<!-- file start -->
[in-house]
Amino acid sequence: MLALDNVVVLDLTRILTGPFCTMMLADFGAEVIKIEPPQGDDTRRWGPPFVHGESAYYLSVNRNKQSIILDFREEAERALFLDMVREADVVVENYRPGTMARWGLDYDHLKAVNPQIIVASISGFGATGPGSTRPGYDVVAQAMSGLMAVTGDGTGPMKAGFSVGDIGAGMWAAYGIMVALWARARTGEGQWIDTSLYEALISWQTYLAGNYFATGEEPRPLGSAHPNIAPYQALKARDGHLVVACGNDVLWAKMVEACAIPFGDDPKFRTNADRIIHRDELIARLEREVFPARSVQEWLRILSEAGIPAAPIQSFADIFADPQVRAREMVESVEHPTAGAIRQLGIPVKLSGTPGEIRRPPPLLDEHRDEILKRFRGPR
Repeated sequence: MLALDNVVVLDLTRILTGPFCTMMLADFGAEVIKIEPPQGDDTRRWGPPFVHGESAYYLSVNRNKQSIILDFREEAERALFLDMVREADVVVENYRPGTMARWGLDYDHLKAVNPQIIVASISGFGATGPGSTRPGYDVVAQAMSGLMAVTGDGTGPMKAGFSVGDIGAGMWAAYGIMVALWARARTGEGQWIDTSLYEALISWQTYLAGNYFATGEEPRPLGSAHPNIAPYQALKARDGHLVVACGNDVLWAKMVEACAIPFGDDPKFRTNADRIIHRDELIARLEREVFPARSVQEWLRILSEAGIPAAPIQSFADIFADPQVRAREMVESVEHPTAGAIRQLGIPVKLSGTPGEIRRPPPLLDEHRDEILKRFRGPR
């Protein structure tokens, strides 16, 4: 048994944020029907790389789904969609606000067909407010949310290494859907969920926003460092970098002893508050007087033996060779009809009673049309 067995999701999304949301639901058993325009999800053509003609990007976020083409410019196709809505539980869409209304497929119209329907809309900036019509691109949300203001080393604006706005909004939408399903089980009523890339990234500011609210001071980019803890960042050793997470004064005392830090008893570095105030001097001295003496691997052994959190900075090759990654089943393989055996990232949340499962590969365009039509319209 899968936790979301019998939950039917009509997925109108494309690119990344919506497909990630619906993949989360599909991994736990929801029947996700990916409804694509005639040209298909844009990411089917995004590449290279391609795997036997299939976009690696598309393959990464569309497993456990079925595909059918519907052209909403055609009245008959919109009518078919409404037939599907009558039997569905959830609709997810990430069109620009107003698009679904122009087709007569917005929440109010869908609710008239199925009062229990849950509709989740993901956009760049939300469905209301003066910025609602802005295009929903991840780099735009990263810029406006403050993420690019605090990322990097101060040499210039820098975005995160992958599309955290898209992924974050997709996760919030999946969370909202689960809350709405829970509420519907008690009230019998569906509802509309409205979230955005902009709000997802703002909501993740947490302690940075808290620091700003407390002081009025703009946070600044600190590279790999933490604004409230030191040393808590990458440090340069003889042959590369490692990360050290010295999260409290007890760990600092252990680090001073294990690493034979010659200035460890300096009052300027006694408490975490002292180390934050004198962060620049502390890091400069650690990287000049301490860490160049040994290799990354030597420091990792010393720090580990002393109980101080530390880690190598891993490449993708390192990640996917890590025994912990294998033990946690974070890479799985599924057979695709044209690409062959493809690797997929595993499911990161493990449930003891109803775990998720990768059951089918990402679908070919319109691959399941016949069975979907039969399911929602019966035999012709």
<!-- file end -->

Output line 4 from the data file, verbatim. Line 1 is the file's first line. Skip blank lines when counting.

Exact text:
């Protein structure tokens, strides 16, 4: 048994944020029907790389789904969609606000067909407010949310290494859907969920926003460092970098002893508050007087033996060779009809009673049309 067995999701999304949301639901058993325009999800053509003609990007976020083409410019196709809505539980869409209304497929119209329907809309900036019509691109949300203001080393604006706005909004939408399903089980009523890339990234500011609210001071980019803890960042050793997470004064005392830090008893570095105030001097001295003496691997052994959190900075090759990654089943393989055996990232949340499962590969365009039509319209 899968936790979301019998939950039917009509997925109108494309690119990344919506497909990630619906993949989360599909991994736990929801029947996700990916409804694509005639040209298909844009990411089917995004590449290279391609795997036997299939976009690696598309393959990464569309497993456990079925595909059918519907052209909403055609009245008959919109009518078919409404037939599907009558039997569905959830609709997810990430069109620009107003698009679904122009087709007569917005929440109010869908609710008239199925009062229990849950509709989740993901956009760049939300469905209301003066910025609602802005295009929903991840780099735009990263810029406006403050993420690019605090990322990097101060040499210039820098975005995160992958599309955290898209992924974050997709996760919030999946969370909202689960809350709405829970509420519907008690009230019998569906509802509309409205979230955005902009709000997802703002909501993740947490302690940075808290620091700003407390002081009025703009946070600044600190590279790999933490604004409230030191040393808590990458440090340069003889042959590369490692990360050290010295999260409290007890760990600092252990680090001073294990690493034979010659200035460890300096009052300027006694408490975490002292180390934050004198962060620049502390890091400069650690990287000049301490860490160049040994290799990354030597420091990792010393720090580990002393109980101080530390880690190598891993490449993708390192990640996917890590025994912990294998033990946690974070890479799985599924057979695709044209690409062959493809690797997929595993499911990161493990449930003891109803775990998720990768059951089918990402679908070919319109691959399941016949069975979907039969399911929602019966035999012709």